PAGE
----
Modi govt leaves families of slain Indian soldiers high and dry


New Delhi: The Modi-led Indian government has left the families of killed Indian troops in Manipur and elsewhere at the mercy of extreme poor conditions.

The story of a Border Security Force Constable Ranjit Yadav is a good example to explain the ordeal of the families of slain Indian troops.

Three months after Constable Ranjit Yadav was killed in a crossfire between two communities in violence-hit Manipu state, his family still awaits any compensation from New Delhi. Constable Ranjit Yadav, who was posted with the 163 Battalion, was the lone breadwinner in his eight-member family, residing in Kankinara of West Bengal’s North 24 Parganas district.

Kaushalya Yadav (34), his widow, says, “Ranjit left home saying that we will find a suitable boy as groom for his younger sister, once he is back. We didn’t know he would not be able to keep his promise.”

Over the past four months, violence in India’s northeastern state of Manipur has raged between the Meitei and Kuki communities, resulting in the loss of over 160 lives, including that of Ranjit Yadav.

Kaushalya had approached the Manipur government twice for compensation. But she hasn’t received any money, from either the state government or the Modi’s New Delhi government.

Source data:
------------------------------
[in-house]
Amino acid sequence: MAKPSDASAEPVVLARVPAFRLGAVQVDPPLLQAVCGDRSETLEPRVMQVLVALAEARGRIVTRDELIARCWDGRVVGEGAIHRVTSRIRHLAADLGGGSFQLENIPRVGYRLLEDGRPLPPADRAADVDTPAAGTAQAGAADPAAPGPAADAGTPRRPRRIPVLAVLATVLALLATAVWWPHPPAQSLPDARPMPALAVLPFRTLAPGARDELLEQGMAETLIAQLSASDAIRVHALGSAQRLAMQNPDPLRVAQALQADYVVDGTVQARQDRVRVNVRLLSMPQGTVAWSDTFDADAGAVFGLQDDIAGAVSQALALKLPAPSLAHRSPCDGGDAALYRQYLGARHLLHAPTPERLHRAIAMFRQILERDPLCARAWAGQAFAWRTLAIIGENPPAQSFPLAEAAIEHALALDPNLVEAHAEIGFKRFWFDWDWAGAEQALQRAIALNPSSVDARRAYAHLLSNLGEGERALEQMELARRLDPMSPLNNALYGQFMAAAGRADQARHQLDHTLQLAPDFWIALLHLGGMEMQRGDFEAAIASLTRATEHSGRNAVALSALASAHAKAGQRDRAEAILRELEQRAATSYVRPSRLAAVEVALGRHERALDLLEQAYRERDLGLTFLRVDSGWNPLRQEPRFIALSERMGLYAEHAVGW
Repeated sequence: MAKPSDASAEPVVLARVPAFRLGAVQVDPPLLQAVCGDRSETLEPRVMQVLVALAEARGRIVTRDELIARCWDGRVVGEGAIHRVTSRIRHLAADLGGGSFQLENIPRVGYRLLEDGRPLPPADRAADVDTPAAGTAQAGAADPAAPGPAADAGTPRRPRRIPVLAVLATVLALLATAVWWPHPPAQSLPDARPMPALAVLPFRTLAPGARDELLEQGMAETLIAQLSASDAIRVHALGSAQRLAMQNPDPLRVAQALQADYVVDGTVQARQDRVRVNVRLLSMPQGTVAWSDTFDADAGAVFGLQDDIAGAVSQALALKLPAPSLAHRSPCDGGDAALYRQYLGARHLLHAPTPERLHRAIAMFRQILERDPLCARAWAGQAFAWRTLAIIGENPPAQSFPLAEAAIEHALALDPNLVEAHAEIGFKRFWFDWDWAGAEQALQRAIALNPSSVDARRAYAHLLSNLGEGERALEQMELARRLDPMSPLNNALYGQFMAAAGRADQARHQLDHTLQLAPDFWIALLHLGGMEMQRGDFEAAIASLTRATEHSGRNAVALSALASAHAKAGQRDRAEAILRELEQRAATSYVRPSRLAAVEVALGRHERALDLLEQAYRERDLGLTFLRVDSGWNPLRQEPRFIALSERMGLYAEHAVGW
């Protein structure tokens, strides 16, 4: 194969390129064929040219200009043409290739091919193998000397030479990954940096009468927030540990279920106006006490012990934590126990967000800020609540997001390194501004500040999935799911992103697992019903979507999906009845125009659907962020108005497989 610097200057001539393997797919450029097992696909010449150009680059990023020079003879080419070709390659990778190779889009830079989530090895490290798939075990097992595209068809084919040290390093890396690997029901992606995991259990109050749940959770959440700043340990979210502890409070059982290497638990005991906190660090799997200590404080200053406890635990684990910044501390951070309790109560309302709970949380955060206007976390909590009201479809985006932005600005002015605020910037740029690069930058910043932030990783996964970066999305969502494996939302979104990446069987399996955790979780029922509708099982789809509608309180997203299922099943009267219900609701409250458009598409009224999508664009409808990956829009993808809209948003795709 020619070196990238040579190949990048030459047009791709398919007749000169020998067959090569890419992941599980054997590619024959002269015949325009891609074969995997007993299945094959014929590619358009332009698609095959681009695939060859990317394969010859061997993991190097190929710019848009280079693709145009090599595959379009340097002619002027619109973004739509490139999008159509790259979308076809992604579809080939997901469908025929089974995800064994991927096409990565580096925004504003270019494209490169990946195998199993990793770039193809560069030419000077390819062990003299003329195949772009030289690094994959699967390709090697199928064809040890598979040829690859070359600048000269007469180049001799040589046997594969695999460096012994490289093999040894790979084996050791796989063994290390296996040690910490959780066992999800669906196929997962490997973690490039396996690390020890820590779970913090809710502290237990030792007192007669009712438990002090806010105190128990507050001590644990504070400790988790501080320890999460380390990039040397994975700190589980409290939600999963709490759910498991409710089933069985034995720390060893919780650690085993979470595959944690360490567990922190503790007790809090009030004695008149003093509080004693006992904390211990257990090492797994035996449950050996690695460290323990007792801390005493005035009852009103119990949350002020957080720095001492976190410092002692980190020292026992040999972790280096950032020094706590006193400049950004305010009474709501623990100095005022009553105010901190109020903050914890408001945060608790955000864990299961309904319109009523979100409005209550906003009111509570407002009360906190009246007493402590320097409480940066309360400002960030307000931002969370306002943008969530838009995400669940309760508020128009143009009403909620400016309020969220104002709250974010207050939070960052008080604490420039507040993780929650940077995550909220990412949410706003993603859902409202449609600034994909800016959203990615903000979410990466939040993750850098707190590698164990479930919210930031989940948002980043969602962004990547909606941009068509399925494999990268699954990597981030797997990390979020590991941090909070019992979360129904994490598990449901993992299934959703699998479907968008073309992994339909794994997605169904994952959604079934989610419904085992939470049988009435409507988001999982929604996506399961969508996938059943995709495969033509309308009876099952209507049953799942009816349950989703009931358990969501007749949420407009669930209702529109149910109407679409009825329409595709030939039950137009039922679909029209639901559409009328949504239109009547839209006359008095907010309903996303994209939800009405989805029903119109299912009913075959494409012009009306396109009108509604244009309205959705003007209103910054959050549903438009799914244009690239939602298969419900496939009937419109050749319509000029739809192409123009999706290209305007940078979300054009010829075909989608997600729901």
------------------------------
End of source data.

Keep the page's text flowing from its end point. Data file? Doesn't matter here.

Ranjit was deployed in the state since May 3, when violence broke out. On the night of June 5, he spoke to Kaushalya over the phone.

On June 6, Ranjit sustained a bullet injury near his chest and was rushed to the Jitan Hospital in Kakching where he was declared dead. A BSF official said suspected Kuki miscreants resorted to indiscriminate and heavy firing targeted at BSF troops deployed at the Serou Practical High School. Two soldiers from Assam Rifles were also injured on the same day.

Ranjit’s body was brought to the family on the same day, i.e., June 6. “I told our 11-year-old that his father will never come back. The truth will make him strong,” Kaushalya said.

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